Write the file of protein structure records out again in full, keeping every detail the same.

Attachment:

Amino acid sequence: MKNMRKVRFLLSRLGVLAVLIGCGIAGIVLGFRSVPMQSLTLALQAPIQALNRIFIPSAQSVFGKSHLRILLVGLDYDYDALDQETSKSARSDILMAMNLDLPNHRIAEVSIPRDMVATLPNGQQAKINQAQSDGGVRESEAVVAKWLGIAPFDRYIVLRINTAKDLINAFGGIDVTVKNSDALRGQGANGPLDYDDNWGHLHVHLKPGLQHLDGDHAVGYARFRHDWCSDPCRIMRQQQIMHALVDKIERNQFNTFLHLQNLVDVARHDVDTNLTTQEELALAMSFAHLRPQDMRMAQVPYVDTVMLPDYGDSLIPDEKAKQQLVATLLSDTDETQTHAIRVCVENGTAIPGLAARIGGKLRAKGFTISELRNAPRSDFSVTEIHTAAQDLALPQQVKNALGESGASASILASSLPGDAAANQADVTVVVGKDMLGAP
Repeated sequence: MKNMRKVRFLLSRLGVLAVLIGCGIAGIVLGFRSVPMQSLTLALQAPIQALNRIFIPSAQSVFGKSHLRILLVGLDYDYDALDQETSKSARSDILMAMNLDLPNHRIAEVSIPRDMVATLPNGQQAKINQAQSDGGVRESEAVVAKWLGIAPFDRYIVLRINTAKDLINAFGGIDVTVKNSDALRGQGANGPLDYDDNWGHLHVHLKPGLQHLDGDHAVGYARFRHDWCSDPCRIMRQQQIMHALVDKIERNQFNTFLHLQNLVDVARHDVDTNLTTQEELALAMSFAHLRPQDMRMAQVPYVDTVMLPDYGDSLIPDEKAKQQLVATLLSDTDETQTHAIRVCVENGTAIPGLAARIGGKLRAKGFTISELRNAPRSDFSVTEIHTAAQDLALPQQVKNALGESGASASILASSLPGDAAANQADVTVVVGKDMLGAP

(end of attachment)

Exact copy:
Amino acid sequence: MKNMRKVRFLLSRLGVLAVLIGCGIAGIVLGFRSVPMQSLTLALQAPIQALNRIFIPSAQSVFGKSHLRILLVGLDYDYDALDQETSKSARSDILMAMNLDLPNHRIAEVSIPRDMVATLPNGQQAKINQAQSDGGVRESEAVVAKWLGIAPFDRYIVLRINTAKDLINAFGGIDVTVKNSDALRGQGANGPLDYDDNWGHLHVHLKPGLQHLDGDHAVGYARFRHDWCSDPCRIMRQQQIMHALVDKIERNQFNTFLHLQNLVDVARHDVDTNLTTQEELALAMSFAHLRPQDMRMAQVPYVDTVMLPDYGDSLIPDEKAKQQLVATLLSDTDETQTHAIRVCVENGTAIPGLAARIGGKLRAKGFTISELRNAPRSDFSVTEIHTAAQDLALPQQVKNALGESGASASILASSLPGDAAANQADVTVVVGKDMLGAP
Repeated sequence: MKNMRKVRFLLSRLGVLAVLIGCGIAGIVLGFRSVPMQSLTLALQAPIQALNRIFIPSAQSVFGKSHLRILLVGLDYDYDALDQETSKSARSDILMAMNLDLPNHRIAEVSIPRDMVATLPNGQQAKINQAQSDGGVRESEAVVAKWLGIAPFDRYIVLRINTAKDLINAFGGIDVTVKNSDALRGQGANGPLDYDDNWGHLHVHLKPGLQHLDGDHAVGYARFRHDWCSDPCRIMRQQQIMHALVDKIERNQFNTFLHLQNLVDVARHDVDTNLTTQEELALAMSFAHLRPQDMRMAQVPYVDTVMLPDYGDSLIPDEKAKQQLVATLLSDTDETQTHAIRVCVENGTAIPGLAARIGGKLRAKGFTISELRNAPRSDFSVTEIHTAAQDLALPQQVKNALGESGASASILASSLPGDAAANQADVTVVVGKDMLGAP